IMF Chief speaks out on digital currencies

An impression of Bitcoin, the world's first crypto currency
An impression of Bitcoin, the world's first crypto currency

The International Monetary Fund (IMF) is seeking a leading role in rallying the world’s central banks to get ahead of digital money and crypto currencies in the global financial system.

The IMF Managing Director, Christine Lagarde, wants authorities to “distinguish between real threats and needless fears” about crypto currencies like Bitcoin.

A digital currency is a digital representation of value that can be digitally traded and function as a medium of exchange, but does not have legal tender status in any jurisdiction.

There are as many as 1,500 different types of digital currencies in circulation around the world, valued at an estimated 300 billion dollars, that is about 4.8 per cent of the world’s foreign exchange reserves, and twelve times Uganda’s GDP.

Bitcoin, first released in 2009, is the oldest and most valuable crypto currency by far, but dozens of new currencies are being created every week.

Writing in a blog post, Lagarde says “policymakers should keep an open mind and work toward an even-handed regulatory framework that minimizes risks while allowing the creative process to bear fruit.”

Lagarde’s remarks, made ahead of the IMF’s annual spring meeting in Washington this week, come as the world’s financial regulators grapple with how best to handle digital money that has been designed to trade without the oversight of a central monetary authority.

According to Lagarde, the world is “looking at something which is developing fast, and which is highly volatile, with benefits and downsides”.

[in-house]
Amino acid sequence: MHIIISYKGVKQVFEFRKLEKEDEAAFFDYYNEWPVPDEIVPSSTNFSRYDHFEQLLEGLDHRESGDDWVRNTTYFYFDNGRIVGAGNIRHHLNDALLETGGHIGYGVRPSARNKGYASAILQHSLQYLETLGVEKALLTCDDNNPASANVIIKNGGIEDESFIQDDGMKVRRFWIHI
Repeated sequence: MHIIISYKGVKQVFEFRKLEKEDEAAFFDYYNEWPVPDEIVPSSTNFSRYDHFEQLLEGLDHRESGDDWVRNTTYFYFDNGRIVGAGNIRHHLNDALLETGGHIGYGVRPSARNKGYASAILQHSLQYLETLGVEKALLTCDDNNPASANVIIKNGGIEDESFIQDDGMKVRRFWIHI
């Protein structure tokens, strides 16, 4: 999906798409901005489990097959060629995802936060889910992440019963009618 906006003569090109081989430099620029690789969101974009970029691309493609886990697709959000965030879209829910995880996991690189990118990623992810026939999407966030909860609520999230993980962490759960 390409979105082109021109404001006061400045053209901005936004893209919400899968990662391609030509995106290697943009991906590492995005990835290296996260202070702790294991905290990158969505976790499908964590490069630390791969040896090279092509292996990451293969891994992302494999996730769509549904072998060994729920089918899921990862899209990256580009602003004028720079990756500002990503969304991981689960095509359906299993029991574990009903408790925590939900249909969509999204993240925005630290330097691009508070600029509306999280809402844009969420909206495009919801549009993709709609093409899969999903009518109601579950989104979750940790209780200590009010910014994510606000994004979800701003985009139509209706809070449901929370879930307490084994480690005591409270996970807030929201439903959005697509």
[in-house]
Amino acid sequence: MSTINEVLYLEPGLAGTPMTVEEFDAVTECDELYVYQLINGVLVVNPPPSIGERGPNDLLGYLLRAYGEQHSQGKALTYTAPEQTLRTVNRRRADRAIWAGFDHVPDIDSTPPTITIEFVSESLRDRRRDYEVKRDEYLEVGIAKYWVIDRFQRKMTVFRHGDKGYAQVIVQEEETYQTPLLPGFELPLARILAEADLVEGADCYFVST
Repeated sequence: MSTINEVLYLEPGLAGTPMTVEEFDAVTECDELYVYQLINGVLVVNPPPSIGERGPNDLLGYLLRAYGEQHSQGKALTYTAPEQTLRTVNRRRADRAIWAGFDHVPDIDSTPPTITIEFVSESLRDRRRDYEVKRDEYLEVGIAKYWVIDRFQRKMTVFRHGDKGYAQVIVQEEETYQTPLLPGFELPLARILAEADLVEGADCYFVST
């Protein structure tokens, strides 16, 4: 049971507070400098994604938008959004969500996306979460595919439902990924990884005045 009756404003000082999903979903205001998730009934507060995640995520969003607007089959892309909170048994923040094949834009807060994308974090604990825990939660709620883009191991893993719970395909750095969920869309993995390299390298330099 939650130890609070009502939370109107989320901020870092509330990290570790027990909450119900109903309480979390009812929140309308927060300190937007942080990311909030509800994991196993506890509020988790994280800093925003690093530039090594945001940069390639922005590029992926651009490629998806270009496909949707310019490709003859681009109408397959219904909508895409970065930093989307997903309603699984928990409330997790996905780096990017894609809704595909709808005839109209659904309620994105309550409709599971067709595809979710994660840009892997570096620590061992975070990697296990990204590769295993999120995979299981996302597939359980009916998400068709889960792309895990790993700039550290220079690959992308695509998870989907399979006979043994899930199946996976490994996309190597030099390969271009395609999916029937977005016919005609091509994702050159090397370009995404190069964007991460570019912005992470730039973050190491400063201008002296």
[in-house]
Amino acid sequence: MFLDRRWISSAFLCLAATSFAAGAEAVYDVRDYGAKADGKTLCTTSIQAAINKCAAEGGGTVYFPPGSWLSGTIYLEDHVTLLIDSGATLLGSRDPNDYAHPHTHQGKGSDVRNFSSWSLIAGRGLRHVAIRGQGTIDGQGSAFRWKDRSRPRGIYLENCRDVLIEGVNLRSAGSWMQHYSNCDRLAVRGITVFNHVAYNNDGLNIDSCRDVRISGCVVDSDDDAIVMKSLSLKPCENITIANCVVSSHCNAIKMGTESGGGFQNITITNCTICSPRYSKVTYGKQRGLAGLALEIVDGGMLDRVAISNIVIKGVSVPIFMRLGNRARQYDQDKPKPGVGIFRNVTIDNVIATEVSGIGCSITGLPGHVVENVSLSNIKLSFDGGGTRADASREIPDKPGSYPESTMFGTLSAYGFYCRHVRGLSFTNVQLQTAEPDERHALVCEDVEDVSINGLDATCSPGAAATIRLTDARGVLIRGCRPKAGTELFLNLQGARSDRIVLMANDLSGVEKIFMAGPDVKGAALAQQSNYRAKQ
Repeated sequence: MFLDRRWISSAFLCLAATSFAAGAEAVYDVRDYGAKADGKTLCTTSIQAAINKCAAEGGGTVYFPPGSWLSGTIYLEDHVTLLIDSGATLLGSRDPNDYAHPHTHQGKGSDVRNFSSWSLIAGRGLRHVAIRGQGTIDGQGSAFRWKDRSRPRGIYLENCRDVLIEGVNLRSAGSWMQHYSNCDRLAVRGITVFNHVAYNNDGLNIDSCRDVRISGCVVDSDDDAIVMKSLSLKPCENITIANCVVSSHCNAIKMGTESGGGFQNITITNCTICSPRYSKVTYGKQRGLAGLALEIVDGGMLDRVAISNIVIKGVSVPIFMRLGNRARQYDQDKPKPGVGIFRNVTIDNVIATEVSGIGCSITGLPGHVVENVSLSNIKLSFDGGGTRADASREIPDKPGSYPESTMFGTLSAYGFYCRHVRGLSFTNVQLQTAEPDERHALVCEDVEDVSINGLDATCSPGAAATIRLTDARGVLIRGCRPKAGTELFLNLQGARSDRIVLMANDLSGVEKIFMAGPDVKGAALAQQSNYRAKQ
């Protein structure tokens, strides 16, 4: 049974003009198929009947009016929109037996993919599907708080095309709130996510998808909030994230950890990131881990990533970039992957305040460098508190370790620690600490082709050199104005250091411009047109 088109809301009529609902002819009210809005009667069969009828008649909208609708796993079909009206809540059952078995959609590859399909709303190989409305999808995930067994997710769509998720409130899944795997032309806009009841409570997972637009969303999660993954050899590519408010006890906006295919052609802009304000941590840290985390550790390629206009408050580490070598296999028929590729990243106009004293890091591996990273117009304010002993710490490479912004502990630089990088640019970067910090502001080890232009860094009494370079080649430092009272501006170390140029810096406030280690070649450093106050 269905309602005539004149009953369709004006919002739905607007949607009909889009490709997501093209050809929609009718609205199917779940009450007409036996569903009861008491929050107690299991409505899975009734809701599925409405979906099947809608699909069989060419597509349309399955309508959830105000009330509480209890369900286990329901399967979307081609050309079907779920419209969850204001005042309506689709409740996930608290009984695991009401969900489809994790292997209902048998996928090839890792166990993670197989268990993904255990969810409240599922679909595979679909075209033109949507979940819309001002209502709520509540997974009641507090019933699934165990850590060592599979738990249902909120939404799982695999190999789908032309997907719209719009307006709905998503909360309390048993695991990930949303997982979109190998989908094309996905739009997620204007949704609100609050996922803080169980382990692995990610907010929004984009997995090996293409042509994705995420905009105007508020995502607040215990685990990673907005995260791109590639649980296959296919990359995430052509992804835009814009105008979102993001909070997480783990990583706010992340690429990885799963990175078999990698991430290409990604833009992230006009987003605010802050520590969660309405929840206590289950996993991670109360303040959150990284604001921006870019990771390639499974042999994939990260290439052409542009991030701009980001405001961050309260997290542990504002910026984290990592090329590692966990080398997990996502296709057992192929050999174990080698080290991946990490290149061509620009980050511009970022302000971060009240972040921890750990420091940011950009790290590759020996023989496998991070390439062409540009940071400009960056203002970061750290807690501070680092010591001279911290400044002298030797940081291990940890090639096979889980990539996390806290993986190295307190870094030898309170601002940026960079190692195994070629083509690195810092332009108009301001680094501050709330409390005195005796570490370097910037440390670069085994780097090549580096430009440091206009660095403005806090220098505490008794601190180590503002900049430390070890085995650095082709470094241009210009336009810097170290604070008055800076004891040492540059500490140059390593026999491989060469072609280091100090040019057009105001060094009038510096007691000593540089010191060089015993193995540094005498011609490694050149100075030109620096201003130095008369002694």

She proposes that the illicit use of digital currency plus abuse of consumers’ financial illiteracy must be guarded against, as well as innovations from the use of digital mechanisms need to be explored and encouraged.

Lagarde says what is key is having a framework that protects, and not stifles innovation.

The IMF chief notes that if exploited crypto currencies can “enable fast and inexpensive financial transactions” and their underlying technology – Distributed Ledger Technology (DLT) – could improve the efficiency of financial markets and maintain secure storage of important records.

Lagarde cautions that there is “a need to remain alert and vigilant” and act quickly to close the knowledge gaps that inhibit the effective monitoring of crypto-assets.

She says there should be systemic risk assessment and timely policy responses, as well as measures to protect consumers, investors, and market integrity.

Digital money is slowly but surely taking root in Uganda.

In February 2017, the central bank issued a statement warning the general public that whoever wishes to invest their hard earned savings in crypto currency forms is taking a risk in the financial space where there is neither investor protection nor regulatory purview.

Some of the digital currencies operational in Uganda include One-coin, Bitcoin, Ripple, Peercoin, Namecoin, Dogecoin, Litecoin, Bytecoin, Primecoin, and Blackcoin.

The Bank of Uganda (BOU) strongly encouraged members of the public to do business transactions with only licensed financial institutions.